This is just one of seventeen unpublished projects I would like you to represent, all attached here. [Writes about more than one project, attaches a file]. I'm so so so so so so sorry I'm a first time writer, I know I'm not qualified, I genuflect before you, but see, at least I know the word genuflect so that has to count for something, right? I know there are better qualified writers out there than me, but I hope you will please give me a chance. Please? Will you? I hope you will. [Don't apologize for being a first time writer -- I like first time writers! They have that new author smell.]

My book is kind of like THE DA VINCI CODE mixed with THE LOVELY BONES meets THE HISTORIAN mixed with a dash of HARRY POTTER and ERAGON. Oh, and it's also like FANCY NANCY and THE FIVE PEOPLE YOU MEET IN HEAVEN. Now that I think about it it's exactly like a lot of other bestselling books out there, so it is guaranteed to be a #1 New York Times Bestseller. [Don't compare your book to a bunch of other bestselling books -- it's ok to reference other books, but you probably want to avoid big bestsellers]. I did not include a SASE in my letter, nor did I include an e-mail address, in fact I'm also not going to include a phone number, just so you cannot possibly get in touch with me. [This actually happens -- I have a file full of letters with absolutely no contact information. Sadly I was not even able to reach the authors using telepathy.]

Let's make some money together. [Whenever people say this I always imagine that we're starting a used car dealership.]

Nathan Bransford, Author

This is a good query letter which I found on
Children learn best when they’re having fun. Jungle Gym Jimmy is an article for parents and children that teaches playground safety and shows how simply playing can promote good health and fitness. The lessons are told through the comical voice of the “tour guide” on the playground, seven-year-old Jimmy. Through Jimmy’s antics, children learn how to use the equipment safely and how to get the most fun out of a day at the playground.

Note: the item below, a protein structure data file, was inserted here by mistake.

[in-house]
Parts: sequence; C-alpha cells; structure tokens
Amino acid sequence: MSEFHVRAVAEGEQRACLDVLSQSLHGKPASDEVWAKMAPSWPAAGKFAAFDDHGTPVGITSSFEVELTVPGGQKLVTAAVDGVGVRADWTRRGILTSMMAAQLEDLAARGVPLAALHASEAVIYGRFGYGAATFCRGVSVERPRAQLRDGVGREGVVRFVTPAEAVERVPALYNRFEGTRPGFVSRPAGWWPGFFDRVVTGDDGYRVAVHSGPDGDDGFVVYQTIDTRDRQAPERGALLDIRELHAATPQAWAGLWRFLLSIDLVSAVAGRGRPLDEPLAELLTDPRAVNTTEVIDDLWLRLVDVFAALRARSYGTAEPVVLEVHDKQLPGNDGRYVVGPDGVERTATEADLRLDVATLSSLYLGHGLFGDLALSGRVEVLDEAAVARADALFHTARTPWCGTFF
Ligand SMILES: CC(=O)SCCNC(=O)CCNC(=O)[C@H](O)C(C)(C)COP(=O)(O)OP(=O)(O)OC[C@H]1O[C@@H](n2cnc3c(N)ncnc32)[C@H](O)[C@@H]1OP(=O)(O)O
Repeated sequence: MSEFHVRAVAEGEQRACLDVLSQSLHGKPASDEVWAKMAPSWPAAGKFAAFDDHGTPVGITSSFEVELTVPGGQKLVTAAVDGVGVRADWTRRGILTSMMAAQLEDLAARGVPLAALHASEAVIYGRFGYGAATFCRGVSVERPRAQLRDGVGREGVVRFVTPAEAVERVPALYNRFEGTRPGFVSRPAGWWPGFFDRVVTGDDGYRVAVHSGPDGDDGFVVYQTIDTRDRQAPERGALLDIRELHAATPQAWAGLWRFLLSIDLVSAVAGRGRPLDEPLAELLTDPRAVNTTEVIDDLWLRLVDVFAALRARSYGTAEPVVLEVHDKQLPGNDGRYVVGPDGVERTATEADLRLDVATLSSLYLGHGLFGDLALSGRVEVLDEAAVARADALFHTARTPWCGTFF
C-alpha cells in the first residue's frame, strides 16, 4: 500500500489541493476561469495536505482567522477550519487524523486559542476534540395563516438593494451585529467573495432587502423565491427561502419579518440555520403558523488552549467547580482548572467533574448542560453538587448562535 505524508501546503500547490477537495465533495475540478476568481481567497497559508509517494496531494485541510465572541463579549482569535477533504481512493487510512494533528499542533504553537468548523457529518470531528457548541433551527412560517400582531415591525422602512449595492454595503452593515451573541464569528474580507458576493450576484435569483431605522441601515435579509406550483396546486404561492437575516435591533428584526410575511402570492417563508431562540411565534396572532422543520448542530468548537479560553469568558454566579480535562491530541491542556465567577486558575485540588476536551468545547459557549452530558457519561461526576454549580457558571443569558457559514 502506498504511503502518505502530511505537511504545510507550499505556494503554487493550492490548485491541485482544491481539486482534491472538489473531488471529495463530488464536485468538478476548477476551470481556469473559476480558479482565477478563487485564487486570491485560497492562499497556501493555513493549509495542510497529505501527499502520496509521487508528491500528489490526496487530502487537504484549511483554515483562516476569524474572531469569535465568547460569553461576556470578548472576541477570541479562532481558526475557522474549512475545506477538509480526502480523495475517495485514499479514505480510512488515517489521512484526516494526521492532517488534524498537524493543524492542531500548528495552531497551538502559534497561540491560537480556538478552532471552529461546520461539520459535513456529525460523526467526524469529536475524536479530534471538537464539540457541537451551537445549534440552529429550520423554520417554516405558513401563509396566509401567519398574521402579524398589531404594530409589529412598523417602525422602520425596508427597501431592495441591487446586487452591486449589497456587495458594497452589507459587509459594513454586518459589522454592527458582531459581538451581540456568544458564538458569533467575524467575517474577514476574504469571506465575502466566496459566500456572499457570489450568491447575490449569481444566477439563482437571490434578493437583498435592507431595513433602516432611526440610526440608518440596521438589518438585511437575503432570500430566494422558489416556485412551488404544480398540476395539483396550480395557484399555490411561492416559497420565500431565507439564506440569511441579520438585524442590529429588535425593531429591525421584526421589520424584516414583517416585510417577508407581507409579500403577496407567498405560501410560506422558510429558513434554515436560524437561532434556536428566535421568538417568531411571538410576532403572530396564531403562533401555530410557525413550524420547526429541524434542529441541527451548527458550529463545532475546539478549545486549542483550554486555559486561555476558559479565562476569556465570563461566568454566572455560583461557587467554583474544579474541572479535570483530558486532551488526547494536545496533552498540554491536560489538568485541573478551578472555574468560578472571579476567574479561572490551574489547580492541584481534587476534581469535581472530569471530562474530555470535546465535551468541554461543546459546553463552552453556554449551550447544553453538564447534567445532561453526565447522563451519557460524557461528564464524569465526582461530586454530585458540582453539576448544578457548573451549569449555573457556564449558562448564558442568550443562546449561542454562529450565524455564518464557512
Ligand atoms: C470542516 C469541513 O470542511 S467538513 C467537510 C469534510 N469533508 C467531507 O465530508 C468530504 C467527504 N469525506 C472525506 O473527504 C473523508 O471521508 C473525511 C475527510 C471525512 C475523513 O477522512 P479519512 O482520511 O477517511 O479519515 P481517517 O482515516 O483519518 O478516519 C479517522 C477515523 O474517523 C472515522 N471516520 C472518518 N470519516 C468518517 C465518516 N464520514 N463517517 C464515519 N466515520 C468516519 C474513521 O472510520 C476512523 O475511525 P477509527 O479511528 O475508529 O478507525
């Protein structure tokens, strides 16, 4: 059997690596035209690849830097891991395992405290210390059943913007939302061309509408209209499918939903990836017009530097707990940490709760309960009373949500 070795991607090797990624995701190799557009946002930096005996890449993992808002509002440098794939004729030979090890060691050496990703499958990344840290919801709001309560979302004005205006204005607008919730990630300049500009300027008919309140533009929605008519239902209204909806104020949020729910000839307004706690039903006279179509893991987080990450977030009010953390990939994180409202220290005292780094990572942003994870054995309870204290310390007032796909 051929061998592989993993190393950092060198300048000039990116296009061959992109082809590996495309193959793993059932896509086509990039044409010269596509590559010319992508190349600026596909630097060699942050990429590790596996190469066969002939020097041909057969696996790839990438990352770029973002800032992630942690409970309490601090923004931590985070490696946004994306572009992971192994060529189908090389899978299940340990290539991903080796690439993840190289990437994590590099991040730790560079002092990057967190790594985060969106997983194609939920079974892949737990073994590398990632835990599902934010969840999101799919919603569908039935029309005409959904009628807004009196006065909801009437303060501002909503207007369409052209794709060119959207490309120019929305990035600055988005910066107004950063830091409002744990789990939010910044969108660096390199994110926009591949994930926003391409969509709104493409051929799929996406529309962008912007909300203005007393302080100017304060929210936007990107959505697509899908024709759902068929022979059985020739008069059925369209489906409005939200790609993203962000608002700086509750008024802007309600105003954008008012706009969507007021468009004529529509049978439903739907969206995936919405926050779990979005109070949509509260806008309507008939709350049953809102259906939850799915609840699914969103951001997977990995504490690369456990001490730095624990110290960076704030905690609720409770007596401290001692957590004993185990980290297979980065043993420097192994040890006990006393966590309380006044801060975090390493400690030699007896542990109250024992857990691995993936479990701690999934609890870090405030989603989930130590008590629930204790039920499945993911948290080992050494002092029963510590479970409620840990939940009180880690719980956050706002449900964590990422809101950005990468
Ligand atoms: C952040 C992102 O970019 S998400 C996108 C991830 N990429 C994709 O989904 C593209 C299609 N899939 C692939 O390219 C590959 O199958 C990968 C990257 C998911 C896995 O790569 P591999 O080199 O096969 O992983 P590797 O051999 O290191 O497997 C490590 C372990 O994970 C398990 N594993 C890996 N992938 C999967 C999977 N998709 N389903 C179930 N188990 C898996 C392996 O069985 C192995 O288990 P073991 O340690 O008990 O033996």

As a Kid Talk subscriber for the last seven years (for the kids, I swear), I am very familiar with your publication, and feel this article would be a positive addition to the “I Can Do It” section of the magazine. The article is 2, 114 words, and has been divided into categories in a way that holds children’s interest. Being a mother of four children and with our home as a meeting place for most of the neighborhood, I’ve had the opportunity to test and verify that the fun and easy “exercises” offered here are not only effective but are loads of fun for the kids. 

I’ve been writing children’s stories and articles for several years, and have had many of my stories featured in Kids Know Best, a small newspaper that the Cinder Elementary School publishes each month. I’m also a founding member of the “Right On Baby” editorial group which publishes a monthly e-zine for parents with newborns, and I’m a contributing editor to “Write Now,” an online site teaching creative writing.

Thank you for your time,

What to put in a query

1. Say hi to your agent. Always include a name. (the agent in question's name would be preferred.) briefly state why you picked them.
2. What is your book about in three or four sentences. Leave them wanting more.
3. Length of book, your name, awards, genre, and anything else you think is important, but NOTHING more. Who cares what your dog is called, that you have been writing novels since you were four, and that your mother thinks that you are going to be the next William Shakespeare.

For more go to
Look in the writers community to see my example.